As we approach Halloween, I find myself reflecting on the night I met my wife. It was at a Halloween party.

I was a non-Christian at the time, quite anti-Christian in fact. She was a Christian … who’d come dressed as a witch. We found each other interesting, the rest is history.

A lot of Christians seem to have problem with Christians participating in Halloween festivities. A lot of Australian Christians are talking about it this year. But my story is this: if my wife hadn’t, if she’d shunned it, I wouldn’t be blogging to you as a Christian today.

3 thoughts on “Halloween: the night I met my wife

  1. I have always found it an excellent night to talk to youth group about fear, and how Christ can remove it. Use ANYTHING in popular culture is my approach! 🙂

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  2. One irony is that we focus our ‘evil’ sensors on one night of the year, as though all hell and it’s minions have the rest of the year off… the other irony is hell having any power in the first place. Satan is defeated people!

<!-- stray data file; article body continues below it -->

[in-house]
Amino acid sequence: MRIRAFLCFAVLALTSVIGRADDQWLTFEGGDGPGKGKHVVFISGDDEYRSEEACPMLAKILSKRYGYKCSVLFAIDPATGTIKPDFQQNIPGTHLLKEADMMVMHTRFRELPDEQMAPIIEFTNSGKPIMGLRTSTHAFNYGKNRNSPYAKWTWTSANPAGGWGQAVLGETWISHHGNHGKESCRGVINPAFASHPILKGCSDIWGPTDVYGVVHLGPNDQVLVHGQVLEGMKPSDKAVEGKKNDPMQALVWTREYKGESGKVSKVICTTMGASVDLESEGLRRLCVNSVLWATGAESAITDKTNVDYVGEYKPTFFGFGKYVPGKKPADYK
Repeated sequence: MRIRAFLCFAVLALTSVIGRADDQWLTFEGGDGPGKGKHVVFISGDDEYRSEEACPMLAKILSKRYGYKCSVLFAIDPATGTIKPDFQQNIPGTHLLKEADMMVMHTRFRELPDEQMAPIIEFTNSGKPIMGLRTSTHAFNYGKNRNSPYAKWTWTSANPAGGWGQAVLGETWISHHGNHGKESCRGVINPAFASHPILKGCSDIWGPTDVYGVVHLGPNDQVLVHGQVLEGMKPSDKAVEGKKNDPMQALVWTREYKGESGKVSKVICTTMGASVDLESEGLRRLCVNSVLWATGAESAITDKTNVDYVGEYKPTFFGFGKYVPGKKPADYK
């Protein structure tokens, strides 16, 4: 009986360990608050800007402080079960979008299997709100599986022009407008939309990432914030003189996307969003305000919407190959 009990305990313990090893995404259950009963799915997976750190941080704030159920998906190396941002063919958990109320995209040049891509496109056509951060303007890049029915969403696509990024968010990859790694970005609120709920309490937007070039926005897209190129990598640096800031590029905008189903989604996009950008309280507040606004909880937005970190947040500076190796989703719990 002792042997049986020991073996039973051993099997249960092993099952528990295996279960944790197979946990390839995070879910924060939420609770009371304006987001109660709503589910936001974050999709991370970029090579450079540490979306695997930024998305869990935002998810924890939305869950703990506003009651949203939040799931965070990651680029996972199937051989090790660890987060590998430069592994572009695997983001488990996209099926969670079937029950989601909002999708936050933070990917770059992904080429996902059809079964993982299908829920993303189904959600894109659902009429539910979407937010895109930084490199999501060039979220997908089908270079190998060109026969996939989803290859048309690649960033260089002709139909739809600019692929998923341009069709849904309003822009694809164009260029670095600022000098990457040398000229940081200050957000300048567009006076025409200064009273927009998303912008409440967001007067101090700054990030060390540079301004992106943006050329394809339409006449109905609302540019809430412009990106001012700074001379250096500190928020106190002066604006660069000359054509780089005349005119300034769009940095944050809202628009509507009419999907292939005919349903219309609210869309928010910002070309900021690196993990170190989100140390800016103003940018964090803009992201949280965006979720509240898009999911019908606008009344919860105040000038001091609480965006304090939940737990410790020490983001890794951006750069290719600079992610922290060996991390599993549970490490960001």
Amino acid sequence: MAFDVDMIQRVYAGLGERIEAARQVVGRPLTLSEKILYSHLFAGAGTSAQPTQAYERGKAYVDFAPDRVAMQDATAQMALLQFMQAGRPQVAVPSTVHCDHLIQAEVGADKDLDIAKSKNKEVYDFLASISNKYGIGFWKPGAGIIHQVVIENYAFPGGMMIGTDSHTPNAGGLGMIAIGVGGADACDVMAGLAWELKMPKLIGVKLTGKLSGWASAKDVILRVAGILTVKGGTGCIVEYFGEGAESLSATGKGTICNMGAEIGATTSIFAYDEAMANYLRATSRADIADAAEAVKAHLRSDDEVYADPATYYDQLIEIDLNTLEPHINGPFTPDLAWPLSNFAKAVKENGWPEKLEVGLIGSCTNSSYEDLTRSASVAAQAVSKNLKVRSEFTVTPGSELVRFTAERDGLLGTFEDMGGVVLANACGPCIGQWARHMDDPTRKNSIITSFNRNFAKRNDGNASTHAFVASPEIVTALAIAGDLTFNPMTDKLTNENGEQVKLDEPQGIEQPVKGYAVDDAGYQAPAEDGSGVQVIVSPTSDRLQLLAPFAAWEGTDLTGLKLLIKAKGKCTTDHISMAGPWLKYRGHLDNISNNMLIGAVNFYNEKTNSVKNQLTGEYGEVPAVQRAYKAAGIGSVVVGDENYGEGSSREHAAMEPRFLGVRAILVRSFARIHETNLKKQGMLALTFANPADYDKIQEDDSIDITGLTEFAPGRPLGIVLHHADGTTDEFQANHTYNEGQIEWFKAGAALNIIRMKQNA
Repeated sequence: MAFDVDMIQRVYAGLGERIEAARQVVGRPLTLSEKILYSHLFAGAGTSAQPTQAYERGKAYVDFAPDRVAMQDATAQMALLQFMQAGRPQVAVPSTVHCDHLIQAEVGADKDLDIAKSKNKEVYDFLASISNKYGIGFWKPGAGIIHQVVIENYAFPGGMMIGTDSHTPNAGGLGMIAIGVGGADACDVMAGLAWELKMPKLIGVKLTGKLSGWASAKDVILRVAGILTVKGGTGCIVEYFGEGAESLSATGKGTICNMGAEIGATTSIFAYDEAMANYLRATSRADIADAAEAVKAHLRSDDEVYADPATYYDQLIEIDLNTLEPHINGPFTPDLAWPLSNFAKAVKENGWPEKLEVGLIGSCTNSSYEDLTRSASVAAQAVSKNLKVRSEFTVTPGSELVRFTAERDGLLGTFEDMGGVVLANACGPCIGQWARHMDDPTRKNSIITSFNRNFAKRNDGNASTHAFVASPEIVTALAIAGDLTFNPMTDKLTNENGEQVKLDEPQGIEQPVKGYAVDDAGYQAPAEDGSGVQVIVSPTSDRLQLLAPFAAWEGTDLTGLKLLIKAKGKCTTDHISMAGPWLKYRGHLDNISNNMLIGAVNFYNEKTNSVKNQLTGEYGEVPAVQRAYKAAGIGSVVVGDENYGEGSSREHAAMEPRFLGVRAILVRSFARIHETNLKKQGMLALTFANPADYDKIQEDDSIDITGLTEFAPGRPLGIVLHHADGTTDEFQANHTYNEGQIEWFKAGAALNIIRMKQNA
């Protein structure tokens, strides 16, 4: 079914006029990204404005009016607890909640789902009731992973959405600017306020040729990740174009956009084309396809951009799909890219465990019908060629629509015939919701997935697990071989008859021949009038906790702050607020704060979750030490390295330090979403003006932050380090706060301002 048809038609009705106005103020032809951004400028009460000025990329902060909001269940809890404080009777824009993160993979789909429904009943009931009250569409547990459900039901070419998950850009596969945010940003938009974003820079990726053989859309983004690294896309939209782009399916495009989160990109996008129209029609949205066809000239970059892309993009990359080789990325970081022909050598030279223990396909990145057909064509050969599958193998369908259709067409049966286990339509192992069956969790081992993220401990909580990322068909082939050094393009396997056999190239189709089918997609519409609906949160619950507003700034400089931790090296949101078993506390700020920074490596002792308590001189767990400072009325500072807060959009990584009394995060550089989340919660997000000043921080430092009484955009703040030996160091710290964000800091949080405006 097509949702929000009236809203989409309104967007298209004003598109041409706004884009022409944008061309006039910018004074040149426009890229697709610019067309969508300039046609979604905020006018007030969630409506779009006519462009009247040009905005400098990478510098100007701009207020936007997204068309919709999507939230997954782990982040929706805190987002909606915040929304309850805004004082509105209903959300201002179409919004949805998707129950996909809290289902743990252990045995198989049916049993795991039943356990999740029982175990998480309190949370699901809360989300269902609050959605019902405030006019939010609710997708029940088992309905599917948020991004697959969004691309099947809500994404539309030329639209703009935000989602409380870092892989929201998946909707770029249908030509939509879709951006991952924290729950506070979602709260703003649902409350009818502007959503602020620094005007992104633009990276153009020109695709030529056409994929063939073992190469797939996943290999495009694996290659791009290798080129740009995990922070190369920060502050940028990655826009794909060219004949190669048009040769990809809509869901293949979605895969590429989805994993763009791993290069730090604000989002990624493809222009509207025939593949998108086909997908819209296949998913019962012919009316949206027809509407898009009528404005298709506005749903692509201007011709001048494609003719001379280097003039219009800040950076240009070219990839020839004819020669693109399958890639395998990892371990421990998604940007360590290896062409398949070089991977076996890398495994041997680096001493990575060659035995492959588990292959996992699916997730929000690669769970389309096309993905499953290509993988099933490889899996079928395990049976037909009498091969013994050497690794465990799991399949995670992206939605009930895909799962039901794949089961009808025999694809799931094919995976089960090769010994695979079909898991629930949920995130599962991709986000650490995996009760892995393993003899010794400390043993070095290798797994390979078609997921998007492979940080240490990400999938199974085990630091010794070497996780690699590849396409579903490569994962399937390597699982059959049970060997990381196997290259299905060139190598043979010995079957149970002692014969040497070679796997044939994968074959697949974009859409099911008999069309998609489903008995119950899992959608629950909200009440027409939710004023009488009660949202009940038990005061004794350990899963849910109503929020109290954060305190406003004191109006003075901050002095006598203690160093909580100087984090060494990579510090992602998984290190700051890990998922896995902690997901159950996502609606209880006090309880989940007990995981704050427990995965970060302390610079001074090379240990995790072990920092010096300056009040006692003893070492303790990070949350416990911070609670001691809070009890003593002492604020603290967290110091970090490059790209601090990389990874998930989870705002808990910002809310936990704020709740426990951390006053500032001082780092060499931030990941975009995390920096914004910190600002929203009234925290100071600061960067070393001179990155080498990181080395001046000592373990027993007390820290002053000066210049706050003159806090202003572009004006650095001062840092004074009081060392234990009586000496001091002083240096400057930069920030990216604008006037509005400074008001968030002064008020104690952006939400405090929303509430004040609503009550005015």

Matt 16:18 – What does this verse mean? Anyone ever been attacked by gates? No, rather gates are there to shut things out – the church will advance on hell and the gates will not prevail!

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  3. True Wes, but if you take the All Saints angle, as did the medieval Christians, the focus need not be on the evil, but merely the dead and the unseen world. Symbolically the dark can refer to the mysterious. Has it not been said that modernist Christians lack a sense of mystery?
    In any case, even if we do leave the focus on evil, in a society as secularized as ours, isn’t it a bit self defeating to culturally disengage from one of the few events on the calendar where people actually celebrate the supernatural? In the same way as horror films and heavy metal can point to a latent sense of spirituality in an otherwise secularized culture, halloween erodes the distinction between the secular and sacred, opening up opportunities for discussing the defeat of darkness and the nightmares which plague humanity. Some monsters are real (indeed, I see huge irony in sending kids out in the dark to meet strangers). Jesus speaks to this darkness and fear. By shunning the dark we shun an opportunity. What have we to fear of the dark, ultimately, if we stand in the light? Fundamentalists lack confidence in the light.

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